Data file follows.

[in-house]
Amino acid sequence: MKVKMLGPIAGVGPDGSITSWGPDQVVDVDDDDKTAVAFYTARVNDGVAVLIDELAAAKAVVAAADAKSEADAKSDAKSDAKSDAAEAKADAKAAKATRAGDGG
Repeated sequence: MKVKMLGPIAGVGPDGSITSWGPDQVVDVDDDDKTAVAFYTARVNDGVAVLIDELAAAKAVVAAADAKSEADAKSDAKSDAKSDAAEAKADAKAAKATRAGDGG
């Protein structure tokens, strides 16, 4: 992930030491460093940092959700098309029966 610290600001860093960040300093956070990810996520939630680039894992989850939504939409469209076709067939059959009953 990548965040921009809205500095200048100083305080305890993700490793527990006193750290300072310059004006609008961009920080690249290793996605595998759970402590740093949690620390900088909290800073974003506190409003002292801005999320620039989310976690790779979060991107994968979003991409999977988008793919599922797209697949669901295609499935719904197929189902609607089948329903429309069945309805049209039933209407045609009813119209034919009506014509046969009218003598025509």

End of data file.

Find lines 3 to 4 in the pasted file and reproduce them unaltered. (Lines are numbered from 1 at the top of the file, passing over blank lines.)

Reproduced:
Repeated sequence: MKVKMLGPIAGVGPDGSITSWGPDQVVDVDDDDKTAVAFYTARVNDGVAVLIDELAAAKAVVAAADAKSEADAKSDAKSDAKSDAAEAKADAKAAKATRAGDGG
């Protein structure tokens, strides 16, 4: 992930030491460093940092959700098309029966 610290600001860093960040300093956070990810996520939630680039894992989850939504939409469209076709067939059959009953 990548965040921009809205500095200048100083305080305890993700490793527990006193750290300072310059004006609008961009920080690249290793996605595998759970402590740093949690620390900088909290800073974003506190409003002292801005999320620039989310976690790779979060991107994968979003991409999977988008793919599922797209697949669901295609499935719904197929189902609607089948329903429309069945309805049209039933209407045609009813119209034919009506014509046969009218003598025509």